With the final Medicare physician fee schedule (PFS) for 2016, the Centers for Medicare and Medicaid Services (CMS) has made a series of updates to the Stark physician self-referral regulations. The final rule is largely similar to what CMS introduced with the proposed 2016 PFS rule in July 2015.
These updates represent the first major changes to the Stark regulations in several years. According to CMS, the updates are intended "to accommodate delivery and payment system reform, to reduce burden, and to facilitate compliance." Based on questions received by CMS from various stakeholders and compliance issues identified through submissions to the Medicare self-referral disclosure protocol (SRDP), CMS recognized the need for clarification of certain aspects of the Stark regulations. CMS also noted a desire to expand access to needed health care services. With these goals of simplified compliance and expanded access in mind, CMS finalized a number of updates and added two new exceptions to the Stark regulations.
In this Client Alert, members of Ober|Kaler’s Fraud and Abuse Team explore the updates to the Stark regulations. These updates include new exceptions for nonphysician practitioner recruitment and timeshare arrangements, clarifications to the physician recruitment exception and the physician-owned hospital provisions, and numerous technical revisions.
With the exception of certain changes related to physician-owned hospitals, the provisions of the final rule become effective on January 1, 2016. It should be noted, however, that CMS does not consider several of the updates to actually be changes. The revisions were published as a final rule with comment period [PDF] in the Federal Register on November 16, 2015.1 Comments are due by December 29, 2015. Please contact any of the authors - or your regular Ober|Kaler attorney contact - with any questions about the final rule or for assistance in submitting comments on the final regulations.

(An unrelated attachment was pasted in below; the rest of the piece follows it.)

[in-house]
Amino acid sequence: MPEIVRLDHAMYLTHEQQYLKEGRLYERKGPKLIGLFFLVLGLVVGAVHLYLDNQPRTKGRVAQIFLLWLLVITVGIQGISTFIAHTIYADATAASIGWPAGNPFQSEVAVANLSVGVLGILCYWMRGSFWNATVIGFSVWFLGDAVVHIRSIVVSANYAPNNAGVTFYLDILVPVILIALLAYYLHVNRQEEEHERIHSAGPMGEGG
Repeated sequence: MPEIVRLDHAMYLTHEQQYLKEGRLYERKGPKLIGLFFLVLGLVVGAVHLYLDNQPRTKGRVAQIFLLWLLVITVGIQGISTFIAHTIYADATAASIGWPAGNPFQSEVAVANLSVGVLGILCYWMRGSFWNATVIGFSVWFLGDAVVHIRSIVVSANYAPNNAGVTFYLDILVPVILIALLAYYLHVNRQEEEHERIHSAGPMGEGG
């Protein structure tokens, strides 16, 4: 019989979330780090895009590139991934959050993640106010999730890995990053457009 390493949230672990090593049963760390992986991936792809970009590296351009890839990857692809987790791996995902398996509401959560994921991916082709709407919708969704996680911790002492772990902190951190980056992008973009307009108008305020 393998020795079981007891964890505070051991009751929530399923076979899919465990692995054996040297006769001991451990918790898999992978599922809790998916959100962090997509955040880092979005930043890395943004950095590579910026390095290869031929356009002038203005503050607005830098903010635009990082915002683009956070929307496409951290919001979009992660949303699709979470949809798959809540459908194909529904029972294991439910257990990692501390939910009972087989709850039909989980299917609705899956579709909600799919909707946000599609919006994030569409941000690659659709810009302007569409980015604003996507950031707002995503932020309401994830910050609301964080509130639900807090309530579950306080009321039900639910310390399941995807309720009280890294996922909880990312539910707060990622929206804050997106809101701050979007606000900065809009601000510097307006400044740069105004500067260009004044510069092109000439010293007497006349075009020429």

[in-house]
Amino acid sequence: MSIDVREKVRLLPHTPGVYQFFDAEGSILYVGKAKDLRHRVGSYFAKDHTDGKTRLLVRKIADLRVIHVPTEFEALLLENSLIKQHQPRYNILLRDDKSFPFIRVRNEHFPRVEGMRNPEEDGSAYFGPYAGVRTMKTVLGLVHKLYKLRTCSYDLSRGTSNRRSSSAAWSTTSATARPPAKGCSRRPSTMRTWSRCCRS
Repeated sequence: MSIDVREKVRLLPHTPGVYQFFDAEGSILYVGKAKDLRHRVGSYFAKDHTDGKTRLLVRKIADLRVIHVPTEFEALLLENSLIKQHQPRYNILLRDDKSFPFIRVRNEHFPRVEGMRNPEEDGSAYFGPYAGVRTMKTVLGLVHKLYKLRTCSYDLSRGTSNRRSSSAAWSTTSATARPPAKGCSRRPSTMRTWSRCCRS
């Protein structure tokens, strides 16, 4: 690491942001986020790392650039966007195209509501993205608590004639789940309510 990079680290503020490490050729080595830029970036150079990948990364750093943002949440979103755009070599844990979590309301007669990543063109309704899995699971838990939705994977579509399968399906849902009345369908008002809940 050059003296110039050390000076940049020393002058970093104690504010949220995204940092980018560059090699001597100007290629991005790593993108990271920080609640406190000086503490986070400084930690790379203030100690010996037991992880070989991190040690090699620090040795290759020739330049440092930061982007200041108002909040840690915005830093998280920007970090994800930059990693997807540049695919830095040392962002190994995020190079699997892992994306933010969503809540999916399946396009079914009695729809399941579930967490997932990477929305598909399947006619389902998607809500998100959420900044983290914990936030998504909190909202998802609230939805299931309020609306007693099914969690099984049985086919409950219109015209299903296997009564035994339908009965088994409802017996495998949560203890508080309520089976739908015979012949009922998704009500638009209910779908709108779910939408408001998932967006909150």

New Exception for Nonphysician Practitioner Recruitment Assistance
Recognizing significant changes to health care delivery and payment systems, as well as projected workforce shortages in the delivery of primary care and the significant role to be played by nonphysician practitioners in addressing the projected shortages, CMS has finalized its proposed exception for assistance to recruit nonphysician practitioners (NPPs).2
The new exception permits hospitals, Federally Qualified Health Centers (FQHCs), and Rural Health Clinics (RHCs) to offer recruitment assistance and retention payments to physicians (or those standing in the physicians’ shoes, such as physician groups) to assist physician-employment of NPPs in the geographical area served by the hospital, FQHC, or RHC, despite the otherwise direct compensation arrangement that would implicate the Stark law. Prior to the new exception, hospitals, FQHCs, and RHCs could offer recruitment assistance to physicians only for the recruitment and retention of physicians into their geographic service areas.3 Indeed, during the original physician recruitment rulemaking, CMS distinguished between payments made directly to NPPs, which would not implicate the Stark law, and payments made to a physician or physician practice for recruiting NPPs, which would in fact implicate the Stark law, and for which no exception existed.
In finalizing the current rule, CMS reiterated that the purpose of the NPP exception is "remov[ing] barriers to care that may frustrate certain goals of health care delivery system reform and to promote beneficiary access to primary care services and mental health care services, not to promote access to the services of [a] particular type of care provider (for example, an NPP)." This theme can be seen across CMS’s responses to public comments. Those comments are highlighted in the following discussion of the key provisions of the finalized exception, along with notable departures from the proposed exception.
Notable Departures from Proposed Exception
The proposed rule was finalized with the following modifications:
- CMS expanded the definition of nonphysician practitioner to include clinical social workers and clinical psychologists.
- CMS expanded the types of permissible NPP services to include mental health care services in addition to primary care services.